In Germany, hydrocarbon reservoirs are frequently located in areas designated as nature or landscape protection zones, or at least as farmland or forest.

In addition, environmental discussions are making the public increasingly sensitive and statutory environmental requirements are impeding the implementation of industrial planning and decision-making processes.

In order for exploration for and production of hydrocarbons to remain calculable, economically and ecologically reasonable solutions must be found which are acceptable to ail concerned. This necessitates competent communication and coordination and a high degree of cooperation both within the company and vis-à-vis residents, authorities, ministries, interest groups and partners.

Within the scope of these activities, environmental concerns for BEB can be roughly grouped into three main categories - permit proceduresflegislation - emissions/recultivations - liability claims.

The entrepreneurial challenge in solving these tasks necessitates an environmentally-oriented management and a change of strategy towards a preventive-protective approach which take into account ecological aspects and thus Co-responsibility for environmental quality in an appropriate manner.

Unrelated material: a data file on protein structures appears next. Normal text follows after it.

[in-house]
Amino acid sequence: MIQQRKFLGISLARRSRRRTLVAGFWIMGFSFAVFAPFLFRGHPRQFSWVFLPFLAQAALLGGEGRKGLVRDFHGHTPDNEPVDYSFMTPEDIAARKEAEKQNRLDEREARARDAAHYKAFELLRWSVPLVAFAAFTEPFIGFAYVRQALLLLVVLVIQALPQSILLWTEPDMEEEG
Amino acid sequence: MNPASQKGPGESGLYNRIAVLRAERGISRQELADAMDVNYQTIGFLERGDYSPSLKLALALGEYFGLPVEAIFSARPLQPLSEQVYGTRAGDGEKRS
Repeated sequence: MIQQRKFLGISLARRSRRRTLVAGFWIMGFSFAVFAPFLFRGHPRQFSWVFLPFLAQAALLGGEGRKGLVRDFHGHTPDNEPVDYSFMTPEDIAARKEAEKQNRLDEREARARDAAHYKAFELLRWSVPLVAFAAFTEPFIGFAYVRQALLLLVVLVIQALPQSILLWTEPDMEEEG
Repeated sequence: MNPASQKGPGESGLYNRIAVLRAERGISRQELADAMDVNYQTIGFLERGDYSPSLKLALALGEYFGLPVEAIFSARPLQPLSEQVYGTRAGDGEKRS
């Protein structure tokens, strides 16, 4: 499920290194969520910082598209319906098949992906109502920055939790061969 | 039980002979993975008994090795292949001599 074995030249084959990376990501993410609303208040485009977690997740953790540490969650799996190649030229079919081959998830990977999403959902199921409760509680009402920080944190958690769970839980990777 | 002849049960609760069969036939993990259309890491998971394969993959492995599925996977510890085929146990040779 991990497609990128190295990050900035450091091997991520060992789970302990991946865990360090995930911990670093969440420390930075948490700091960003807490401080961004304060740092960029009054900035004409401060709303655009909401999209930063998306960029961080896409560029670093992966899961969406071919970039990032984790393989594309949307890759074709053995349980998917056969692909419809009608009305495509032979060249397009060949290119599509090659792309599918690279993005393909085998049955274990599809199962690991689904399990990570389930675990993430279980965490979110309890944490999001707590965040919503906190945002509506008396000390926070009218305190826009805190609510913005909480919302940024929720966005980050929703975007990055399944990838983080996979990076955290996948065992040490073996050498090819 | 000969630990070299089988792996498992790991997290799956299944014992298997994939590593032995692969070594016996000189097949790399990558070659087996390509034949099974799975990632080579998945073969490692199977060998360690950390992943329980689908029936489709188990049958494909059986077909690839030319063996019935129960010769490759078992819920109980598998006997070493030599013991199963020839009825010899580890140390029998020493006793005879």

The present paper describes two examples of this structural change, the first initiated by the lawmaker and the second by the company itself.

With the introduction of the Environmental Impact Assessment as an instrument of preventive environmental policy, this change is required by law for specific public and private industry projects. From the example of a pipeline project, the resulting consequences for planning and the permit procedure are shown. The second example presents a programme aimed at analyzing the relationships between SO2 emissions from natural gas production in South Oldenburg areas and the (vegetational) damage to forests in the same region.

INTRO DUCTION Responsible, environment-oriented company management is no longer restricted to subsequent elimination of environmental pollution; rather, it is aimed at preventing the occurrence of damaging environmental effects. This means that in the exploration for and production and transport of hydrocarbons all available environmentally relevant information for problem identification and assessment must be integrated into the planning and decision-making process as early as possible.

The consistent observance and application of this ‘principle of prevention’ in company planning is a vital prerequisite for considering environmental risks, effects and possible nuisances at an early stage and in an all embracing manner, so that economic and ecologically justifiable solutions can be found which are acceptable to all parties concerned.

The compa

This content is only available via PDF.
You do not currently have access to this content.